Portraits for dialogues
by Eleonora Caracciolo di Torchiarolo, ph. Nicola Gnesi
Nicola Gnesi first put his eyes to a lens at eighteen years of age on the beaches of Versilia. It was his father’s camera from whom he learnt some technical notions, and with film. Twenty films a week. 720 shots and stop. This is what the editorial staff at Il Giornale gave him. It seems incredible if we think that, nowadays, with digital photography, we take a few thousands in a few hours. “Photos were taken at 10 o’clock in the morning and you had no idea of what the photo was like until 5pm when it was developed. And it had to be the right one”, Nicola remembers. Then America came. And with it, some closed doors. “I did not make my dream come true in America, but I found it”, he declares, meaning that the American period helped him to realize what his aims were. It took some more time to make them come true, other slammed doors and lots of film rolls.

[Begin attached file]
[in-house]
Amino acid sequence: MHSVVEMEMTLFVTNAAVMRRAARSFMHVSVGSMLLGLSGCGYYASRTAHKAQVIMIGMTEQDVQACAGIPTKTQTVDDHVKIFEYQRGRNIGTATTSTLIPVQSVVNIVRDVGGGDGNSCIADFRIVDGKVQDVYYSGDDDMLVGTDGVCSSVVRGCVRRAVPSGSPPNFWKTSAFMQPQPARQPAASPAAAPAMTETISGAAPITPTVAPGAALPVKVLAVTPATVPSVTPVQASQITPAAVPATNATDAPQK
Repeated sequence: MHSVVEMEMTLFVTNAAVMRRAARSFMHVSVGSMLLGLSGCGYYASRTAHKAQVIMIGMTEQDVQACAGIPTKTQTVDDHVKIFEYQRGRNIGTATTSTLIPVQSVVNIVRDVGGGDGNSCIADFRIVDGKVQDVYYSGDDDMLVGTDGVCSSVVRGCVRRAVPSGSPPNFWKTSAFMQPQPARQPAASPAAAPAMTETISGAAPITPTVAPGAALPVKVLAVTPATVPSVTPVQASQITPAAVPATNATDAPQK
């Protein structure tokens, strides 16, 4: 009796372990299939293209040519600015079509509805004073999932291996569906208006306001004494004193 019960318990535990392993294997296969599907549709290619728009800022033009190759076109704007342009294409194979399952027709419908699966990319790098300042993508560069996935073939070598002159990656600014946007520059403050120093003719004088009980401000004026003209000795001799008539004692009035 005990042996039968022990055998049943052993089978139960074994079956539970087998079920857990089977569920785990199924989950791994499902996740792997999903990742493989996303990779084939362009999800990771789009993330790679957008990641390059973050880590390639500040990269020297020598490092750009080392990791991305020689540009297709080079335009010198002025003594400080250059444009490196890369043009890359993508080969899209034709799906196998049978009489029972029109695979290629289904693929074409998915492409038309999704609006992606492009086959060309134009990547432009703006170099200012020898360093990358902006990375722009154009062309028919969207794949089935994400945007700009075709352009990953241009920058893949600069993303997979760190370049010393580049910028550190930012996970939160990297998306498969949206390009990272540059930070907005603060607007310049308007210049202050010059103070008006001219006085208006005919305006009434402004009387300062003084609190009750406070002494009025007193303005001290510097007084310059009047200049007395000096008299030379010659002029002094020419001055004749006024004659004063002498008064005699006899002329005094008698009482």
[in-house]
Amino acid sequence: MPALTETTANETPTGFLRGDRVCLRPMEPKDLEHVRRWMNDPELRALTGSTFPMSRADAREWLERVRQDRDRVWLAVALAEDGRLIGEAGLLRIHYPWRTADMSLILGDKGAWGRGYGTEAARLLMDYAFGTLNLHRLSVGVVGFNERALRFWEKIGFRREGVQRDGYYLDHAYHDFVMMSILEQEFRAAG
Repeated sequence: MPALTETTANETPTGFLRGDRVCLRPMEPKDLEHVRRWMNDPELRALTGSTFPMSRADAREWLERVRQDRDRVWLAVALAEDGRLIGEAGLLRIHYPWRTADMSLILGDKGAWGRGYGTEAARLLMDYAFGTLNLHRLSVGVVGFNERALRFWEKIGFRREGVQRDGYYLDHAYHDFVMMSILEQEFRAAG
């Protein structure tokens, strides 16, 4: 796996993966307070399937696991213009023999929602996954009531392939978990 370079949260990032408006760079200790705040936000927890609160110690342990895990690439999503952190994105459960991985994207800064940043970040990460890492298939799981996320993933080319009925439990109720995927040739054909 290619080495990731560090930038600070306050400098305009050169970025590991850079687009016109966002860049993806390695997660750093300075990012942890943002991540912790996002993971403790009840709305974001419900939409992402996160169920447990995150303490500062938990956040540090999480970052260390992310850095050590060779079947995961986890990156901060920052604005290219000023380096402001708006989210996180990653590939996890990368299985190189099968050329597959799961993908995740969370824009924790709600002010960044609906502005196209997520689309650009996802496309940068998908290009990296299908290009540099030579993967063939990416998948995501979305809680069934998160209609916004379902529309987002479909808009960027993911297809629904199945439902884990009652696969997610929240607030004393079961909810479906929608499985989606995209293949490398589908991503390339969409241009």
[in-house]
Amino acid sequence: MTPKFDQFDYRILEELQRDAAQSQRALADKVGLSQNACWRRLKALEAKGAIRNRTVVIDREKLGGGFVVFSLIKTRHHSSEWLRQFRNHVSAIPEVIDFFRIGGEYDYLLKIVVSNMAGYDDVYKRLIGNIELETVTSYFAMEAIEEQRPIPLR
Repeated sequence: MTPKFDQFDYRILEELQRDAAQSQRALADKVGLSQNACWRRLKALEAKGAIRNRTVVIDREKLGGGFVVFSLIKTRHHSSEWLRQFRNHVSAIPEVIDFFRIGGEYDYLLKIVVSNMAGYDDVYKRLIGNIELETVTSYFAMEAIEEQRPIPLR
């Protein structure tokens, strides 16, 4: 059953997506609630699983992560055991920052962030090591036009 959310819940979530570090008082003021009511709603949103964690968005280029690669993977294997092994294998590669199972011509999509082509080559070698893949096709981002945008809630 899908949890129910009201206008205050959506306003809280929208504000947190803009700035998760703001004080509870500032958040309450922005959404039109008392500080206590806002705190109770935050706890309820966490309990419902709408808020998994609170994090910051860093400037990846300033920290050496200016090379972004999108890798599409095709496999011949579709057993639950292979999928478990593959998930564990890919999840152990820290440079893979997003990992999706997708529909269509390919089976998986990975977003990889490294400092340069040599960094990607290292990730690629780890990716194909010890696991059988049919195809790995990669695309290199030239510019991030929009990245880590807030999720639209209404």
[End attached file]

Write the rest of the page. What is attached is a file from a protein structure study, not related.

Not only. Although he grew up surrounded by art, it was at the great American museums, with their impeccable publications which Nicola leafed through again and again, that made him think that his road could be that of art photography. A form of art in art. Confirmation arrives once back in Italy when one of his masters pushes him in exactly that direction. “I started to offer artists my photos for free: I used to go to their studios – something I adored and still adore doing – I shot and gave them the photos. If they liked them, they knew where to find me and ask me to do a real job”. The stratagem worked and Nicola is today amongst the most appreciated and acknowledged art photographers. Sculpture photos are those which fulfil him most and let him express his point of view, as well as that of the artist: “Reproduction photography, the one which portrays a painting on the wall, for example, takes lots of technique and you must be very clever. But when you shoot a sculpture, you must understand it, interpret it, turn around it, try to find a sense and find a way to communicate it”. Going to ateliers, frequenting artists in their daily life, handling their tools, witness their small quirks leads him, however, also on another road, more authorial, that of portraits. “I like taking portraits because it enables me to go out from my comfort zone, from what I know and what I am sure I know how to do”, the photographer explains. The insecurities of who is in front of the lens are the same of those who are behind them, at least in the case of Nicola. A portrait is fruit of a relationship, which can be very short because sometimes you only have a few minutes at your disposal, or it can linger on for some days and in a relationship, you get involved even if you are the photographer and you lead the game. “Being weak is the best way to do art”, says Nicola quoting Damien Hirst. And with portraits Nicola gets into trouble, he looks for difficulties. “How do you look for them?” I ask him. “By not following esthetics at all costs. But looking for the truth”.